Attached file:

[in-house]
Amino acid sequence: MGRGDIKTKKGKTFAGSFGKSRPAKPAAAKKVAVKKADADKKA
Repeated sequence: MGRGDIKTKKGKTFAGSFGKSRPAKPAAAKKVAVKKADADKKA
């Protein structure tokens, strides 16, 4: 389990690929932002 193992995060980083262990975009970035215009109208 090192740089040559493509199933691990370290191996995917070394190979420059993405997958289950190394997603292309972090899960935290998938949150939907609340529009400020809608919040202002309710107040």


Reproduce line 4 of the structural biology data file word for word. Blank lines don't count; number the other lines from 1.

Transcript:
């Protein structure tokens, strides 16, 4: 389990690929932002 193992995060980083262990975009970035215009109208 090192740089040559493509199933691990370290191996995917070394190979420059993405997958289950190394997603292309972090899960935290998938949150939907609340529009400020809608919040202002309710107040």